AR: I believe that design is one of our most powerful tools to help to ensure that changes of any type – social, political, economic, cultural, scientific, technological, ecological or whatever – are interpreted in ways that will affect us positively, rather than negatively. Sadly, I also believe that design is chronically undervalued, misinterpreted and misunderstood, largely because it is still stereotyped as a styling or PR tool, which is concerned with surface appearance not substance and executed under instruction from someone else. Unless public and political perceptions of design change radically, we will never derive the full benefit of its role as an agent of change. That’s why I hope, in a small way, to raise awareness of design’s true potential and to broaden and deepen public understanding of it.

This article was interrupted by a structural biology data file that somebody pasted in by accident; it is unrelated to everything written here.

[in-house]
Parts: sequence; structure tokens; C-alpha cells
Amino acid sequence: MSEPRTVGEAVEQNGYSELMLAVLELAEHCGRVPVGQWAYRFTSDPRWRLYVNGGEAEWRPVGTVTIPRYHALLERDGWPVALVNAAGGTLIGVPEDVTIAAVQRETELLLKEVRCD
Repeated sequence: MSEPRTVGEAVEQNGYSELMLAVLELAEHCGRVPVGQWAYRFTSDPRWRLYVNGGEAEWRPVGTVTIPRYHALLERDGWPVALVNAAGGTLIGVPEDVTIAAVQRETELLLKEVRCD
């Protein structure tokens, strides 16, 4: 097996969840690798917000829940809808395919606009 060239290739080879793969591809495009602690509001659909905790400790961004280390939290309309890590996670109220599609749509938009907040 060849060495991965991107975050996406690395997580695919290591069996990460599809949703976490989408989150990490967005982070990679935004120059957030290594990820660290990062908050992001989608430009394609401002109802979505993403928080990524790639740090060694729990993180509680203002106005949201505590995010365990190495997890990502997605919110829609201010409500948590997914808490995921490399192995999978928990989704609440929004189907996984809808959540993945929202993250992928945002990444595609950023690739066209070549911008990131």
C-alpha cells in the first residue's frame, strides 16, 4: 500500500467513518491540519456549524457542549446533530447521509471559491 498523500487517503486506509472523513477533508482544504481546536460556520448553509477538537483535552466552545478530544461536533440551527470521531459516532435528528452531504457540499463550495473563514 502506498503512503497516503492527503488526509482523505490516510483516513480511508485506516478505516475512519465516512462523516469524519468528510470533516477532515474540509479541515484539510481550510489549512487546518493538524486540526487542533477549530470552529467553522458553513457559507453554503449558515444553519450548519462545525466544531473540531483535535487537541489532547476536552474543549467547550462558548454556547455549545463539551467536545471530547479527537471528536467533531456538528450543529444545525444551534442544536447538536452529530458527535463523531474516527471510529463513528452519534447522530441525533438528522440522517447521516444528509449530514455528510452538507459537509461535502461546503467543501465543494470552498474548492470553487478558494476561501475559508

“Unless public and political perceptions of design change radically, we will never derive the full benefit of its role as an agent of change.” – Alice Rawsthorn
NHK: One could argue that in some instances a narrow focus on beauty and aesthetics can undermine the value of design. In fact, we spend much of our time combating the notion that design is merely aesthetic. However, we’re curious to know what role you see for aesthetics in the design conversation?